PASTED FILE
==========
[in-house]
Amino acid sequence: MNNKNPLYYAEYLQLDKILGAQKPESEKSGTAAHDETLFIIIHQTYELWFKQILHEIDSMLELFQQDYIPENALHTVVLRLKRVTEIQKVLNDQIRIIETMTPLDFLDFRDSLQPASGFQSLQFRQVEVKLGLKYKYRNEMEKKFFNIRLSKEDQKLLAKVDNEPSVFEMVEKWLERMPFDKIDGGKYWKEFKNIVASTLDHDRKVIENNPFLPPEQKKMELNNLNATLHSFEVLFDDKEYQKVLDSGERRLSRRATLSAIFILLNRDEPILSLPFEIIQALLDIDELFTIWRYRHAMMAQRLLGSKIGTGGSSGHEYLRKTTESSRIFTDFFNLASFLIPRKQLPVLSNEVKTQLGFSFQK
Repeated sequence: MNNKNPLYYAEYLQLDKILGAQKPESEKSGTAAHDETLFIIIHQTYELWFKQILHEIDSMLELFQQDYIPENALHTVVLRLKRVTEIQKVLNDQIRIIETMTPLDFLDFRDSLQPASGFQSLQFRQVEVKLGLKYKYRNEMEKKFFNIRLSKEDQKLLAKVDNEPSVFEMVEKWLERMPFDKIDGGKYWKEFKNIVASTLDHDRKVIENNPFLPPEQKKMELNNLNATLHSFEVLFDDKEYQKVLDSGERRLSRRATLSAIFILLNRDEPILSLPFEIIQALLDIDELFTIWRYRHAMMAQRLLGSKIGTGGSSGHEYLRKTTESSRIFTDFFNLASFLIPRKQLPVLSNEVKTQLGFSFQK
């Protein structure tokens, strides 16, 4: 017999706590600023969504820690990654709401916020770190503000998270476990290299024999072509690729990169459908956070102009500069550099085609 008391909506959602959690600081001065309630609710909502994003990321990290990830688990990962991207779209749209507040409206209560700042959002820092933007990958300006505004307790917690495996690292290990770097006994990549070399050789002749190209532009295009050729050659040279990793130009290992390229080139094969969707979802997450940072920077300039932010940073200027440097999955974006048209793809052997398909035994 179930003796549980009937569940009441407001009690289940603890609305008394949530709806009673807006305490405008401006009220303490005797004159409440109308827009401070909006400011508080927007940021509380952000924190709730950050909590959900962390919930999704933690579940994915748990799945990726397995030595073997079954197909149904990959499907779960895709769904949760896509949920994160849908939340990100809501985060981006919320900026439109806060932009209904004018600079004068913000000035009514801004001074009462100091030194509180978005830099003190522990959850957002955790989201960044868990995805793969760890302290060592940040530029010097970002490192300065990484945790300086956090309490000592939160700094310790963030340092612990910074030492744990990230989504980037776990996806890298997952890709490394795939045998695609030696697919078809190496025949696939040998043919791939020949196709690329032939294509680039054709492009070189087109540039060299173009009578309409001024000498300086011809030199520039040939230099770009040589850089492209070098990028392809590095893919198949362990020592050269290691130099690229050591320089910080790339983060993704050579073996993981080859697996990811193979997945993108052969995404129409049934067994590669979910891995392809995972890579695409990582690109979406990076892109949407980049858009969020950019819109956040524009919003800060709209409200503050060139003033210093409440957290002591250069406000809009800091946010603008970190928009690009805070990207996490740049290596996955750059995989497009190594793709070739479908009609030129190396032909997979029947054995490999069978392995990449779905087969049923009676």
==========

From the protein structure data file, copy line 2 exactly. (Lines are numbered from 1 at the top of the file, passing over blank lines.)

Amino acid sequence: MNNKNPLYYAEYLQLDKILGAQKPESEKSGTAAHDETLFIIIHQTYELWFKQILHEIDSMLELFQQDYIPENALHTVVLRLKRVTEIQKVLNDQIRIIETMTPLDFLDFRDSLQPASGFQSLQFRQVEVKLGLKYKYRNEMEKKFFNIRLSKEDQKLLAKVDNEPSVFEMVEKWLERMPFDKIDGGKYWKEFKNIVASTLDHDRKVIENNPFLPPEQKKMELNNLNATLHSFEVLFDDKEYQKVLDSGERRLSRRATLSAIFILLNRDEPILSLPFEIIQALLDIDELFTIWRYRHAMMAQRLLGSKIGTGGSSGHEYLRKTTESSRIFTDFFNLASFLIPRKQLPVLSNEVKTQLGFSFQK